Austin police to update neck restraints policy amid pressure for use-of-force reforms

Austin

Austin (KXAN) — The Austin Police Department confirmed to KXAN Wednesday morning that it will be updating its policy on vascular neck restraints and carotid neck restraints to state that they are “not an approved tactic unless it is a deadly force situation.”

This comes as Austin Police Department and law enforcement entities around the country face mounting pressure to change and clarify policies related to the use of force in the wake of George Floyd’s death in Minneapolis after a police officer held a knee to Floyd’s neck for nearly nine minutes.

Many Austin City Council members, including Austin Mayor Steve Adler have called for Austin police to adopt the use-of-force policies called for by the “8 Can’t Wait” campaign. One of the eight proposals is that law enforcement entities ban all chokehold and neck restraints in all circumstances.

The 8 Can’t Wait campaign has done an assessment of policies in different cities and found that Austin police only comply with three of the eight policies their campaign calls for. Austin Police Association President Ken Cassaday tells KXAN he disagrees with that assessment — he believes the department is doing seven of the eight policies currently. Emails KXAN obtained from Austin Police commanders indicate that at least some leaders within APD believe the department is doing eight of the eight policies.

On Tuesday, Austin police spokespeople told KXAN that chokeholds and strangleholds “are not a part of the APD training curriculum and are not approved tactics for restraining or arresting an individual.”

“APD neither teaches nor allows the use of the vascular neck restraint or carotid neck restraint,” APD spokespeople told KXAN on Tuesday. Instead of targeting the airway, both types of restraints reduce blood flow and can lead to unconsciousness.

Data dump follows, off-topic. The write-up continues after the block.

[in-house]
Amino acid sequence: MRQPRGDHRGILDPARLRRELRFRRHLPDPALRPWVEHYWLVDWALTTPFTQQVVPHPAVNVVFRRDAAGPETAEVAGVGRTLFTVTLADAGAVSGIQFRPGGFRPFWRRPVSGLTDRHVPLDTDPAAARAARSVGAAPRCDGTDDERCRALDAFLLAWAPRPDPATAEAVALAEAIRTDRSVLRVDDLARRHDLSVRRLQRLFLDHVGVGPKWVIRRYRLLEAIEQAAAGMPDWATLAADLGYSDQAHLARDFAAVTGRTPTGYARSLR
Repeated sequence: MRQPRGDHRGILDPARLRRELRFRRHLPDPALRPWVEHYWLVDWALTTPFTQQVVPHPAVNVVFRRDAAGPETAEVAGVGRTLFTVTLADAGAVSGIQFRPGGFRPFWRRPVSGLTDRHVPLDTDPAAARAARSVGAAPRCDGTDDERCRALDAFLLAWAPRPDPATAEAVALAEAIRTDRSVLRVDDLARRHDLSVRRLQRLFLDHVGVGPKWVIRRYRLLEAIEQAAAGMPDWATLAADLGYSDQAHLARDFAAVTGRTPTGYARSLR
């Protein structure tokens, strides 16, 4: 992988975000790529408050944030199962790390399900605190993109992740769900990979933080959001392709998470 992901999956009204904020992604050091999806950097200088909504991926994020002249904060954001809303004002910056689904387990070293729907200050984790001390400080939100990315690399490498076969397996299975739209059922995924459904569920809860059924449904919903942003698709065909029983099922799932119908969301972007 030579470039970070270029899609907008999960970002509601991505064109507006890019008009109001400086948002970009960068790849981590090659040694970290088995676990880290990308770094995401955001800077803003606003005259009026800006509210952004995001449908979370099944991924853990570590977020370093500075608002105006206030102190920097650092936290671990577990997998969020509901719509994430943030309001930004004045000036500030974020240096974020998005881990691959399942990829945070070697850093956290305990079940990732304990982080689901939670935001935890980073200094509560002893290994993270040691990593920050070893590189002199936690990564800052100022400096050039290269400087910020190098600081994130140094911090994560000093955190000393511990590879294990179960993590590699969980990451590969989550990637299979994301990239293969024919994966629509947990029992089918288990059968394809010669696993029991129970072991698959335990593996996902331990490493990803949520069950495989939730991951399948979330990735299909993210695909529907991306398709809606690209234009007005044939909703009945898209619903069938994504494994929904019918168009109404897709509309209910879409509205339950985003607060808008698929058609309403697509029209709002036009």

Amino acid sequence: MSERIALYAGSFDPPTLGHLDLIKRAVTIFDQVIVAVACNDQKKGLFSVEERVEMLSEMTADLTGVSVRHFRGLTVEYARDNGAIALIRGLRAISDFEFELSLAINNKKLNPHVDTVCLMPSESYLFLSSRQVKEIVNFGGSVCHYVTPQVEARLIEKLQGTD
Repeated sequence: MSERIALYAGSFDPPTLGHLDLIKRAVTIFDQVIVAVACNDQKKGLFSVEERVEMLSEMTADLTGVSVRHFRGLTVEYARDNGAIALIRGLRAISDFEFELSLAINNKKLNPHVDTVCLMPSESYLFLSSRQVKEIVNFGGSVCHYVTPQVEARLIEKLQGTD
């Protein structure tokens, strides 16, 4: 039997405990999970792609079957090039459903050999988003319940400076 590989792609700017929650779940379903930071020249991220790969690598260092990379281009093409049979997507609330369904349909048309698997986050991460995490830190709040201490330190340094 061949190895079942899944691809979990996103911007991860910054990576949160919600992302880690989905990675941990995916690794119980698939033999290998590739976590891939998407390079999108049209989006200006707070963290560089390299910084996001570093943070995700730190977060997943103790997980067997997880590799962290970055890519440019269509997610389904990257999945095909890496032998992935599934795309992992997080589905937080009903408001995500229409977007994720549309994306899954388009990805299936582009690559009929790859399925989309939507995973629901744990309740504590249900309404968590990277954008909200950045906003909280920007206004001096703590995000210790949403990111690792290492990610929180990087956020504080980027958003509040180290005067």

When KXAN asked for clarification, APD spokespeople sent an identical statement Tuesday night.

Wednesday morning, APD spokespeople re-sent the same statement, but added two new sentences at the end which read:

“Although not trained or allowed, our policy does not specifically state it is not an approved tactic. We will update our policy to state it is not an approved tactic unless it is a deadly force situation.”

An email forwarded to KXAN indicated that on June 5, Mark Spangler, who is an APD Commander for Recruiting and Training, addressed concerns about chokeholds and strangleholds among other Austin Police leaders.

Spangler’s email reiterates that chokeholds and strangleholds are not part of APD training and that APD does not teach or allow the use of vascular neck restraint or carotid neck restraint.

“Officers are taught to recognize when/how to defeat a choke hold and that if they are employed against them the appropriate response to resistance would include the possibility of having to use deadly force,” he wrote.

Spangler wrote a recommendation that APD update its general orders to expressly ban the use of vascular neck restraint or carotid neck restraint “in all cases except where deadly force would be authorized.”

Tuesday at the Austin City Council work session, council members expressed some confusion over what APD’s policies related to neck restraints.

“I heard it’s generally prohibited but there’s an improvisation of our general orders that could create the opportunity for that to happen,” Council Member Greg Casar said Tuesday, suggesting that city leaders double check the APD general orders to see if there are any possible loopholes that would allow for chokeholds or neck restraints.

Casar is bringing forward a resolution at the Austin City Council meeting Thursday which aims to change some police policies and tactics. One line of this resolution reads, “It is the stated policy of the City that the use of chokeholds and strangleholds is strictly prohibited as a policing tactic.”

Austin City Council members have already indicated they intend to pass Casar’s resolution as well as four other resolutions related to police reform and racial justice at Thursday’s meeting.

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